Andrew volunteered with no delay, stepping to my side, his face hung with a heavy brow, shoulders rising. Matt took a moment, his eyes searching towards where Nat had just travelled before he stepped forward, hands still stuffed in his pockets. Not waiting for Zoe to make a bad decision, I turned to her, my hands clenching her shoulders, taking her by surprise, her head reacting as I leant in.
“I need your help too,” I said and watched as her eyes went wide. “I need you to get the others away from the door. Get them as far back in the store as you can. Find a place comfortable if Chloe is up to it.” I watched as Zoe blinked a nod, not waiting for her to process, to react, to come back with some headstrong plan.
The coppery odour of Chloe’s blood was apparent long before we rounded the aisle to see her head lain on Lily’s lap, Toby still pushing down bandages to her hand, the scarlet pile to his side bigger than that of the stock to his side. Nat hung around where the car wedged, the collar of her long coat drawn up tight around her neck, white breath reflecting torchlight. With only a glance in Chloe’s direction, I couldn’t hold my gaze any longer, her face devoid of movement, her life still draining out through the bandage.
All but a single lantern at Chloe’s side fell to dark, the warehouse near returning to its original forbidding state. The steel of the car was ice cold as I leant around the thin wall and past the metal skin, peering into the night lit more than I’d appreciated with the half moon light. The coast was clear and lifting myself around the car, climbing up the bumper I regretted how easy it was to get past the barrier. With Andrew climbing at my back, I chanced a rearward look, taking a hard swallow as I saw how deep, so complete, the Freelander had embedded itself into the opening.
The fire door wasn’t visible from the front of the building, along from the tall delivery entrance, obscured by the toilet block from all but the most inquisitive of inspections. We crept in a line along the prefabricated brick wall, halting as we reached the corner. I turned once again, looked back and saw our entrance punctuated with the Freelander and swallowed a hard breath knowing if we didn’t survive this encounter, it wouldn’t be long before the others were done for.
Andrew urged me on, pushing at my back, nodding to my pocket. He was right, I had the gun, I should go first, I was the only one who had a hope in hell of stopping whatever was trying to get into our safe place. The gun felt heavy in my hand and I regretted not taking a few moments to familiarise myself with its workings. Yes, I’d seen so many in films, in those shit TV programmes Nat thought were muddling my brain, but never had I held one in my hand, never hand my fingers searched in the near pitch black for a safety catch or a cocking slide. I did what I’d seen so many times before and I slid the top of the gun. As I did something fell to my feet with a metallic click and I could just catch the brass of the bullet glinting in the moonlight. The gun had been primed by its previous owner, already cocked, or whatever the phase was. I should have realised, I’d taken it from someone who’d died trying to defend themselves.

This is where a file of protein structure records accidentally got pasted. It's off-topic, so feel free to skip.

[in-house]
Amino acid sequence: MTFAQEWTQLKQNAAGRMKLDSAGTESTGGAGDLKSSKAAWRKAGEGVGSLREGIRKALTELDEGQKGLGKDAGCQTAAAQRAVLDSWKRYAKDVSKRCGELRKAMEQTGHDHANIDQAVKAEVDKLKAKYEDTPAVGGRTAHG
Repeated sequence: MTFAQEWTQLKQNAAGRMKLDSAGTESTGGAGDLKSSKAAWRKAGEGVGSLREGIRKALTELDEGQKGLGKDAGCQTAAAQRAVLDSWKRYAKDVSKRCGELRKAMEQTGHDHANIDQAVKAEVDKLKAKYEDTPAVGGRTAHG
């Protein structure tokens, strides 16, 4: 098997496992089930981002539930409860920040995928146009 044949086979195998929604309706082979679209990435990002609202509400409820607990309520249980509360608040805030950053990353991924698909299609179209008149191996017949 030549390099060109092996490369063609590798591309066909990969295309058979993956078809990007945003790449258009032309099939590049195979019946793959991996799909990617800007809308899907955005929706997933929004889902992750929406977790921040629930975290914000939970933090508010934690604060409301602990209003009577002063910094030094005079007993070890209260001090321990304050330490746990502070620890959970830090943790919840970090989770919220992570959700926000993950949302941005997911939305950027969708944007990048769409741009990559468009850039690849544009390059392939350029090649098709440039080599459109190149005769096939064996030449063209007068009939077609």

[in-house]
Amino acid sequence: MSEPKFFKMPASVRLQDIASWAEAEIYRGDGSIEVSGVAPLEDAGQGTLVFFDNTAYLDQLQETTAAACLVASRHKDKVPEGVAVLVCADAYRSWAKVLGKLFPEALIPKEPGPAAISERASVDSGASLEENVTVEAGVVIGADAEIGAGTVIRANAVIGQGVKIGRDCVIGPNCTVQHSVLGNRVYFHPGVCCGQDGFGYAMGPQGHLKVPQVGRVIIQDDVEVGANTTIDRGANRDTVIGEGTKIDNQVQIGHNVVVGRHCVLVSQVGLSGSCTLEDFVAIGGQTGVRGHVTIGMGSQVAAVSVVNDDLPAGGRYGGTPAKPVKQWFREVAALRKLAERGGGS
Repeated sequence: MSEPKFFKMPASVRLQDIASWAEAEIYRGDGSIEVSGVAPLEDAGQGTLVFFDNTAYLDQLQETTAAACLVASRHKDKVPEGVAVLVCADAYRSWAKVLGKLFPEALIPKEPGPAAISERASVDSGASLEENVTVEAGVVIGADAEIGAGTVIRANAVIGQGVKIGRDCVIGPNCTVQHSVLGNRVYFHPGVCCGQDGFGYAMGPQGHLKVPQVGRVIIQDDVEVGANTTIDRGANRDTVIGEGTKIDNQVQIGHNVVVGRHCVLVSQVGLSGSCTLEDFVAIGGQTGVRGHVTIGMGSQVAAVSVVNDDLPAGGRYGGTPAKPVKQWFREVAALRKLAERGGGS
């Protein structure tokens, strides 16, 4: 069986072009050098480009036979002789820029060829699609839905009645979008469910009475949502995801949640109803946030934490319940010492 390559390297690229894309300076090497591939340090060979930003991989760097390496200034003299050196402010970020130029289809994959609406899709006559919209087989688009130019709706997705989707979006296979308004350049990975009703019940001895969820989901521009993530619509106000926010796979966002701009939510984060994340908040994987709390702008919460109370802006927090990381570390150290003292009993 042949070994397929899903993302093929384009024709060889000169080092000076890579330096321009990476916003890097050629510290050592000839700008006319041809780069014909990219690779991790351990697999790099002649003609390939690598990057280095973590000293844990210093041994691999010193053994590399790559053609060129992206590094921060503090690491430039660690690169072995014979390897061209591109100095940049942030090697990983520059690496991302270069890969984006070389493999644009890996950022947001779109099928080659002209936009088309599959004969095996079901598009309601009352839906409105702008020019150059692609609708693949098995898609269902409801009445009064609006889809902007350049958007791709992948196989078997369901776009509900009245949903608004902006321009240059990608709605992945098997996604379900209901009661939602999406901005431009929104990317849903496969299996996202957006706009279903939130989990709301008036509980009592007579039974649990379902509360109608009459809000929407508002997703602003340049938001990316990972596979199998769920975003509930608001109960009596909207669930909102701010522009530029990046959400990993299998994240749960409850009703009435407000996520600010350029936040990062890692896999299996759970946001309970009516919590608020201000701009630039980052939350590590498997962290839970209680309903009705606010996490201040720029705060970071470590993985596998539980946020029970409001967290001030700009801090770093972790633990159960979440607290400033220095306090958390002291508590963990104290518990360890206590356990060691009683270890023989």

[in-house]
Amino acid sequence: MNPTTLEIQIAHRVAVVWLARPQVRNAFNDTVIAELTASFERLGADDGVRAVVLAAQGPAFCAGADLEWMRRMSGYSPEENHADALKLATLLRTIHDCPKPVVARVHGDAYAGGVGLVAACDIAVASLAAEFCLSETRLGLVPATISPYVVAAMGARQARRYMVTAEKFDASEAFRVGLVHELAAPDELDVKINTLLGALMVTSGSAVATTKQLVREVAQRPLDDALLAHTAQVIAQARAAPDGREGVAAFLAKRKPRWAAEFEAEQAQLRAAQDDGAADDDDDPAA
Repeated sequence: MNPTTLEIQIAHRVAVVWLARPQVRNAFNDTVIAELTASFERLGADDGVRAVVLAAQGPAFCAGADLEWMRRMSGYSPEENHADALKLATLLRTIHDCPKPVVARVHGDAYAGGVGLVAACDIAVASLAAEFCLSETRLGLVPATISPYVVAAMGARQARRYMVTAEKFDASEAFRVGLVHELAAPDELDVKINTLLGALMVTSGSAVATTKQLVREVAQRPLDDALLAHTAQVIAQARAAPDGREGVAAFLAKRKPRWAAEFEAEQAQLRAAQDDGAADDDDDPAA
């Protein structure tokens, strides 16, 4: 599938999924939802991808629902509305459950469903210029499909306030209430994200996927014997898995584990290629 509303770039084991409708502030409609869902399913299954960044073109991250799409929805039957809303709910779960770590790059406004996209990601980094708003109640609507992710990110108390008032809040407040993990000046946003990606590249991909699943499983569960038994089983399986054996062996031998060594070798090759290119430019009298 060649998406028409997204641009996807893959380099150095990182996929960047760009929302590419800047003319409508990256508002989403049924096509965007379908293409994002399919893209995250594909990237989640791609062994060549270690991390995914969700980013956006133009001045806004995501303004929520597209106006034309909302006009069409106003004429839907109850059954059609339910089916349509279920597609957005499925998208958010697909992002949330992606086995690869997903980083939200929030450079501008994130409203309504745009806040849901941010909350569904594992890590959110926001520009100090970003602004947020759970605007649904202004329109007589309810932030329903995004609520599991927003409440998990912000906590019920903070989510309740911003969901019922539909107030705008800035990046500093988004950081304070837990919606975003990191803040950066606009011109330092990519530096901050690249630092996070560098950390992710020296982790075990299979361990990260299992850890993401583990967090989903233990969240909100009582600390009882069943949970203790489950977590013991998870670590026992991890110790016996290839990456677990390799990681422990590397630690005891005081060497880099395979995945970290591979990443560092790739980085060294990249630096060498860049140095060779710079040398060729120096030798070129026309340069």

I couldn’t see or feel a switch or a catch to the side, but to Andrew’s onward urges I took my chances the gun was ready to defend. Peering around the first corner with the gun pointing to the ground, my first view was of my fast white breath pluming into the air announcing both our presence and my frantic state. My second view was the wide open space of half of the car park and the road entrance from where we’d arrived. Forging on, I tried to forget there was only a short distance before I would round the corner and see the shutters, see whatever was waiting for us to come, waiting for whatever welcome they would give.
I reached the corner sooner than I’d wanted. Andrew’s urges had stopped and I turned to see both still there, their faces a mirror of my concern. This was my last chance to turn back, last chance to hand the gun over and run back to the warm, safe place with the others. But I wasn’t that man, I’d come out for a reason. For many reasons. I’d come to find for certain I wasn’t in a comic book, wasn’t in a world of horror fiction, come to prove Nat right. Oh how I wanted her to be right. The next couple of steps would tell and I took them, slow, very slow, stepping so my feet would make no sound at all.